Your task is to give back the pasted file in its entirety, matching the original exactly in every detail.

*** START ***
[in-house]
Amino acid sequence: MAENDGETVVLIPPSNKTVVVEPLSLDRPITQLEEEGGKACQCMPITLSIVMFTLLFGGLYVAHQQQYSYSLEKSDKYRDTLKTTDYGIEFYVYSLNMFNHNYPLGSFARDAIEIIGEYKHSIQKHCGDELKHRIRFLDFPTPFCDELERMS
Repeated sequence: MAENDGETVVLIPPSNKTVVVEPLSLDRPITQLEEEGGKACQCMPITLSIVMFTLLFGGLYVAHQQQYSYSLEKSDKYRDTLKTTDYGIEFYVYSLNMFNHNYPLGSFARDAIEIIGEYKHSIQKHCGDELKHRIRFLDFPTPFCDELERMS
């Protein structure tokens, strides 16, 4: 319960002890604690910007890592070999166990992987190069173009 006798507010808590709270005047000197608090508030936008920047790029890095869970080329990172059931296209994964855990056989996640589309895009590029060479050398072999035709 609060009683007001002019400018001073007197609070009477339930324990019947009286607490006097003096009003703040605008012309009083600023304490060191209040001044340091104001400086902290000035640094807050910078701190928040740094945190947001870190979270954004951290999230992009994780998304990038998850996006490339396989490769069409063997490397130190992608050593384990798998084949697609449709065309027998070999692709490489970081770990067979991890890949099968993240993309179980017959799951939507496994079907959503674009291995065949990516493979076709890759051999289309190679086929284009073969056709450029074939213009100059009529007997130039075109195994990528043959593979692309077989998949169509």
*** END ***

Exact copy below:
[in-house]
Amino acid sequence: MAENDGETVVLIPPSNKTVVVEPLSLDRPITQLEEEGGKACQCMPITLSIVMFTLLFGGLYVAHQQQYSYSLEKSDKYRDTLKTTDYGIEFYVYSLNMFNHNYPLGSFARDAIEIIGEYKHSIQKHCGDELKHRIRFLDFPTPFCDELERMS
Repeated sequence: MAENDGETVVLIPPSNKTVVVEPLSLDRPITQLEEEGGKACQCMPITLSIVMFTLLFGGLYVAHQQQYSYSLEKSDKYRDTLKTTDYGIEFYVYSLNMFNHNYPLGSFARDAIEIIGEYKHSIQKHCGDELKHRIRFLDFPTPFCDELERMS
């Protein structure tokens, strides 16, 4: 319960002890604690910007890592070999166990992987190069173009 006798507010808590709270005047000197608090508030936008920047790029890095869970080329990172059931296209994964855990056989996640589309895009590029060479050398072999035709 609060009683007001002019400018001073007197609070009477339930324990019947009286607490006097003096009003703040605008012309009083600023304490060191209040001044340091104001400086902290000035640094807050910078701190928040740094945190947001870190979270954004951290999230992009994780998304990038998850996006490339396989490769069409063997490397130190992608050593384990798998084949697609449709065309027998070999692709490489970081770990067979991890890949099968993240993309179980017959799951939507496994079907959503674009291995065949990516493979076709890759051999289309190679086929284009073969056709450029074939213009100059009529007997130039075109195994990528043959593979692309077989998949169509």